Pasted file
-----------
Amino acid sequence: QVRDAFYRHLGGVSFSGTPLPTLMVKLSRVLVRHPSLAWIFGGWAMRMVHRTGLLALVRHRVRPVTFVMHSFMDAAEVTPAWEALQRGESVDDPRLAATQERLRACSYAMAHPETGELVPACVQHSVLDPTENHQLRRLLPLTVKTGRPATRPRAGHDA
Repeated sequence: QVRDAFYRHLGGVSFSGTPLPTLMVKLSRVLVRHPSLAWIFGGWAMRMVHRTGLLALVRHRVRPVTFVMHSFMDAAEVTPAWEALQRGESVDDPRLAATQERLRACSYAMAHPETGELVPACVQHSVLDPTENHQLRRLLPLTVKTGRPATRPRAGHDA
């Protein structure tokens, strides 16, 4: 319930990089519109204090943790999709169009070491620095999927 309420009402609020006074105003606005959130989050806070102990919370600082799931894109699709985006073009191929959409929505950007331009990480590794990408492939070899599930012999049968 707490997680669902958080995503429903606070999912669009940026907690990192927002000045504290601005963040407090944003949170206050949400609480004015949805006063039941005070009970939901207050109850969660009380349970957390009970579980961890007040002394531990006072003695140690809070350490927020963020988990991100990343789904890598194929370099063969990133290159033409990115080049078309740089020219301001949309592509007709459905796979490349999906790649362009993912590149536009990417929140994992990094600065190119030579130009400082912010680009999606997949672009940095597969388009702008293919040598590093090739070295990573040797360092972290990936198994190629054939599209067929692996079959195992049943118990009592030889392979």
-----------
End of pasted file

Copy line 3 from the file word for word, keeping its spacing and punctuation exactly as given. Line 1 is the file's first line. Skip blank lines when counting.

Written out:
């Protein structure tokens, strides 16, 4: 319930990089519109204090943790999709169009070491620095999927 309420009402609020006074105003606005959130989050806070102990919370600082799931894109699709985006073009191929959409929505950007331009990480590794990408492939070899599930012999049968 707490997680669902958080995503429903606070999912669009940026907690990192927002000045504290601005963040407090944003949170206050949400609480004015949805006063039941005070009970939901207050109850969660009380349970957390009970579980961890007040002394531990006072003695140690809070350490927020963020988990991100990343789904890598194929370099063969990133290159033409990115080049078309740089020219301001949309592509007709459905796979490349999906790649362009993912590149536009990417929140994992990094600065190119030579130009400082912010680009999606997949672009940095597969388009702008293919040598590093090739070295990573040797360092972290990936198994190629054939599209067929692996079959195992049943118990009592030889392979």